Didacticism in English Literature From Research Paper

Excerpt from Research Paper :

Thisclearly implies that this sort of perception was more of a weakness than an advantage.

Samuel Johnson's "The Vanity of Human Wishes"

In this poem, the author demonstrates to the audience the reality of struggle in life. The author, just like, he mentions in the poem's title demonstrates how human wishes are, in many cases egoistic and useless. According to Meyers (p 1), Johnson had his reflection long years of human struggle, unavoidable fates, and theerroneous hopes. The author demonstrates some of the common situations that ordinary human being experience under the authority of certain political powers, which seem to have a hand in the sealing of their destinies. The author, in exploring this demonstrates how cruel, humiliating, and unwarranted such treatments are. The actions that the persona witnesses in the society make life to him more of a tragedy than anything else does. He in fact states that the weight of pain that the society presents to human being surpasses by far, the happiness and pleasure that they may experience as expressed in the line, "Toil, Envy, Want, the Garret and the Jail." (Cunningham 14).

The lessons that this poem extends to the audience is the reality of the brutality that life instances can advance to humans. The poem portrays that, life, though we many plan it in one way can turn out otherwise. Individuals have the opportunities to make different decisions in their lives but their fate is somehow already sealed. The fact that the control of political forces rides high in the society makes this more serious than ever. Considering the element of illusionary hope that Johnson presents, human beings are, cautioned from baking too expectant in this society. Considerable contentment is worth as it helps prevent future disappointments. By hoping that things, especially those...
...Wishes are indeed, vain and being happy in this world translates to expecting lesser.

Conclusion

According to this discussion, the lessons that literary works presentlyis widespread. These lessons are also not just significant in the context of the characters that the author mention in their respective works but touches on the real life situation in the contemporary society (Stock 36). It is evident that individuals have a lot to learn from these works. In this case, we have been able to decipher that, human downfall or success depends massively on individuals' own doings and choices, as in the case of Caesar and that unity is a necessary ingredient in societal successes as presented in Canterbury Tales. Moreover, upholding moral power is very imperative and life is considerably hopeless as depicted in Swift's Gulliver Travelsand physical might and Samuel Johnson's "The Vanity of Human Wishes" respectively.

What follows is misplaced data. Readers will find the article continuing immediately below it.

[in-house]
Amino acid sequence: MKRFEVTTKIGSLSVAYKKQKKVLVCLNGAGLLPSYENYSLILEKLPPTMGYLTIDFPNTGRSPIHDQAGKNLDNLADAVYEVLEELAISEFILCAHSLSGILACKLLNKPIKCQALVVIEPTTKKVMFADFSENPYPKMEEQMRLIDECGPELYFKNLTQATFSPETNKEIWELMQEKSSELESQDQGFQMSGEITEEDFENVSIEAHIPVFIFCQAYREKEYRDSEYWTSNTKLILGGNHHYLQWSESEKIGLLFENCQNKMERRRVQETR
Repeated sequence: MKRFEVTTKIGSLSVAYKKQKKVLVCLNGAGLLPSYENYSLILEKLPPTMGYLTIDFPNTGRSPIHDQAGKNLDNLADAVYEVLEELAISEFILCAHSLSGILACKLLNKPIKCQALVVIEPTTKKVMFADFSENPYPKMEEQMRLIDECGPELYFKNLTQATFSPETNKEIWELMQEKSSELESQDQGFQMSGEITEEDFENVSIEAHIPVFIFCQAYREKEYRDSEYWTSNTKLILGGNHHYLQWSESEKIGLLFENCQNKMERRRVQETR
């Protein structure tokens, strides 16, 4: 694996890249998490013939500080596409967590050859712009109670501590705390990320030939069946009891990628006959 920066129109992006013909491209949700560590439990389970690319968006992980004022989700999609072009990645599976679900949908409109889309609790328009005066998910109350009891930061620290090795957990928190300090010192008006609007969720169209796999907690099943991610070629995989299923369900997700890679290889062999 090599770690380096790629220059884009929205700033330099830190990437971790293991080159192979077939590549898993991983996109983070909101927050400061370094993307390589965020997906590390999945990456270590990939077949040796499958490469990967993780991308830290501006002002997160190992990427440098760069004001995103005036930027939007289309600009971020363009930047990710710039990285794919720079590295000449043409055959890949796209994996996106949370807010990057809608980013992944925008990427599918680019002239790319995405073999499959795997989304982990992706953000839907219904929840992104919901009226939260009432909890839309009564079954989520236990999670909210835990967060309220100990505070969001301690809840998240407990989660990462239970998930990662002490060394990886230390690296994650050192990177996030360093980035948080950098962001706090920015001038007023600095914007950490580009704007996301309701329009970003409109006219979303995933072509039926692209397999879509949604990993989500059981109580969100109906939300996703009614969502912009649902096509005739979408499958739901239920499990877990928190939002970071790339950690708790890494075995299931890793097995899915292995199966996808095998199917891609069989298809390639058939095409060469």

Works cited

Chaucer, Geofrey. & Purves, Laing, D, the Canterbury Tales, Auckland: The Floating Press, 2012

Cunningham, J. S, Samuel Johnson: The vanity of human wishes and Rasselas, London: Edward Arnold, 1982

Flohr, Birgitt, Swift's Attitude to Reason in Book IV of Gulliver's travels "Swift Was a Rationalist with No Faith in Reason." Retrieved August 5, 2013,http://www.itp.uni-hannover.de/~flohr/papers/m-lit-18-century1.pdf

The Life and Death of Julies Caesar Shakespeare homepage | Julius Caeser | Entire play, Retrieved, August 5, 2013, http://shakespeare.mit.edu/julius_caesar/full.html

Mcwhorter, Patti.C, A Teachers Guide to the Signet Classic Edition of William Shakespeare'sJulius Caesar,2004, Retrieved August 5, 2013, http://www.us.penguingroup.com/static/pdf/teachersguides/caesar.pdf

Meyers, Jeffrey, in Samuel Johnson: The Struggle,2008, Retrieved August 5, 2013,

http://www.johnderbyshire.com/Readings/vanity.html

Stock, Brian, Ethics through literature: Ascetic and aesthetic reading in Western culture, Hanover: University Press of New England, 2007

Swift, Jonathan, Gulliver's travels, Fairford, Gloucestershire: Echo Library, 2011

Sources Used in Documents:

Works cited

Chaucer, Geofrey. & Purves, Laing, D, the Canterbury Tales, Auckland: The Floating Press, 2012

Cunningham, J. S, Samuel Johnson: The vanity of human wishes and Rasselas, London: Edward Arnold, 1982

Flohr, Birgitt, Swift's Attitude to Reason in Book IV of Gulliver's travels "Swift Was a Rationalist with No Faith in Reason." Retrieved August 5, 2013,http://www.itp.uni-hannover.de/~flohr/papers/m-lit-18-century1.pdf

The Life and Death of Julies Caesar Shakespeare homepage | Julius Caeser | Entire play, Retrieved, August 5, 2013, http://shakespeare.mit.edu/julius_caesar/full.html

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